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Ban Leong adapts to shifting tech trends in bid to build an evergreen business

Douglas Toh
Douglas Toh • 8 min read
Ban Leong adapts to shifting tech trends in bid to build an evergreen business
Ban Leong has been regularly buying back its own shares, most recently on April 3. Photo: Albert Chua/ The Edge Singapore
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Investors worldwide are clamouring for Nvidia, the chipmaker leading the charge in artificial intelligence (AI) adoption. Despite its shares skyrocketing by 92.23% to US$925.95 ($1,248) year-to-date, it is often overlooked that Nvidia owes much of its success to gamers.

For decades, gamers have driven demand for its cutting-edge graphics processing chips, essential for powering their visually stunning and function-intensive games.

Nvidia chips have also become highly coveted by Bitcoin miners, who find that the chips’ graphics processing capabilities enable more efficient grinding and mining, aiding in their pursuit of crypto riches.

Ronald Teng, managing director of Ban Leong Technologies B26 -

, a local distributor of electronics and IT gadgets, is all too familiar with how this market behaves. To him, the constant upgrading cycle is an “evergreen” business.

Recently, Nvidia’s chips have been in the spotlight as AI technologies and applications have taken off, requiring copious amounts of computing power. “AI has really pushed the demand for these chips even higher,” says Teng in an interview with The Edge Singapore.

From a broader perspective, the AI craze is just one of many technology trends that have emerged and faded during Ban Leong’s three decades in business. The company began in 1993 by distributing multimedia speakers from Taiwan and CD-ROM computer games.

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As Teng remembers, his father — who was involved in home and car electronics at the time— had a supplier from Taiwan offering multimedia speakers for personal computers but lacked the necessary distribution channels. The younger Teng seized this opportunity, marking his entry into the rapidly expanding industry of personal computers and related accessories. Subsequently, he expanded Ban Leong’s reach, venturing into markets in Malaysia and Thailand.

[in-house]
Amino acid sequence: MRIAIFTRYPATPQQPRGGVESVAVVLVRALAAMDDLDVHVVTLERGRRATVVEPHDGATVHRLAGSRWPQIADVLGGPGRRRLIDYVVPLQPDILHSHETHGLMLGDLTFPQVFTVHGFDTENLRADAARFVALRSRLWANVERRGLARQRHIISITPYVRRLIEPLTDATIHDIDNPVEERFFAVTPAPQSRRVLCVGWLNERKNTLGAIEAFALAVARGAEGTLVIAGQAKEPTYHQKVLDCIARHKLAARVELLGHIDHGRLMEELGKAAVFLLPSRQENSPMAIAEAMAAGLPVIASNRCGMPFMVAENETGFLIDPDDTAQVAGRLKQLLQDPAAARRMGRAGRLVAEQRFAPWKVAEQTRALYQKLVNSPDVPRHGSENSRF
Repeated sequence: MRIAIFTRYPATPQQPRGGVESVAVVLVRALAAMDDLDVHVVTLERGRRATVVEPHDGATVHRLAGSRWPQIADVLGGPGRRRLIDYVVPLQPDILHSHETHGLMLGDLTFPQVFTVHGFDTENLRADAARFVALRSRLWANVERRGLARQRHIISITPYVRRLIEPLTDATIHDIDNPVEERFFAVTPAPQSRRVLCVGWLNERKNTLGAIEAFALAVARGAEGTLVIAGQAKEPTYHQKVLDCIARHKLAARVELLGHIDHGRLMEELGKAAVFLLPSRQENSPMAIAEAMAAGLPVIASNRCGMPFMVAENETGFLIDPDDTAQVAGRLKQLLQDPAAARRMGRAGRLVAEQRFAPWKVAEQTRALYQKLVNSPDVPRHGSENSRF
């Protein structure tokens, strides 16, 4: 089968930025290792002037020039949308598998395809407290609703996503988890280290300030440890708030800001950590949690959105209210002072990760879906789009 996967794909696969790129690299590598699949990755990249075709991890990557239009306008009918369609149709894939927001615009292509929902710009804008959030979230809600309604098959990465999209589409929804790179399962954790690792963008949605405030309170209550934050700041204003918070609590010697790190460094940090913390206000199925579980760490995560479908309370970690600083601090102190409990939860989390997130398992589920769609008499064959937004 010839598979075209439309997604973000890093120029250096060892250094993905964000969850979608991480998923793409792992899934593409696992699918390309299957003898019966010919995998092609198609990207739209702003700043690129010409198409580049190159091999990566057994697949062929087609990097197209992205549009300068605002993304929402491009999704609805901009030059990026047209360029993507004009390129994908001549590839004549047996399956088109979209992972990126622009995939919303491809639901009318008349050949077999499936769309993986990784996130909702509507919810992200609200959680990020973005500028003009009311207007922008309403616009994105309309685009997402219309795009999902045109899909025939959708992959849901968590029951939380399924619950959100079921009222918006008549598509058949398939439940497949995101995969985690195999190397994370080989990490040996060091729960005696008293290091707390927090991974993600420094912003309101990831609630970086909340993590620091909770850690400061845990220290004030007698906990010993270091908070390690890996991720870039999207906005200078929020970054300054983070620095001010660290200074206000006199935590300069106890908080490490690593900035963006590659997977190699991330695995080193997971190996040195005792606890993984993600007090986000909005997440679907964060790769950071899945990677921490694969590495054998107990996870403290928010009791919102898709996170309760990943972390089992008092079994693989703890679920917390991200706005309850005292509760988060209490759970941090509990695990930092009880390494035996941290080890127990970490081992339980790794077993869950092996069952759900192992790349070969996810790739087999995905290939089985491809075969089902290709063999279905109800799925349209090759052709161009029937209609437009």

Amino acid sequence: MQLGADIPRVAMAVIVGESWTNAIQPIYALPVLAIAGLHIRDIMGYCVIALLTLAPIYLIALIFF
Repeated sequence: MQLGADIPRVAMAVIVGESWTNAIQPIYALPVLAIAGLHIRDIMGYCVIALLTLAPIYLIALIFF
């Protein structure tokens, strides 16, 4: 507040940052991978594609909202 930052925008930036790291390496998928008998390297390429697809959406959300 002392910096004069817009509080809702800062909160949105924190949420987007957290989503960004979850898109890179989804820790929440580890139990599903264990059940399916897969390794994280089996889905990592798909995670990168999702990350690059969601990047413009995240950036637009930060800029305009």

With the company becoming more high-profile as it grew, bankers began to interest Teng in taking it public. Although initially hesitant, he agreed to do so in 2005, utilising the money raised to expand Ban Leong further into Australia, New Zealand, and China and for its in-house product development.

However, Ban Leong’s journey has faced its fair share of hurdles, which is common in business. In addition to distributing other brands’ products with slim margins, Teng also created his own products. While some of these in-house products performed admirably, others, like the portable phone charger or power bank, failed to gain traction, especially given their novelty in the early 2000s.

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“We reckoned that people would be using their mobile phones a lot and everyone had to bring a spare battery around,” Teng recalls.

When manufacturers launched new models in quick succession, new types of batteries were required, leading Ban Leong to look at power banks as a sensible product to introduce to the market, due to its ability to charge different phone models.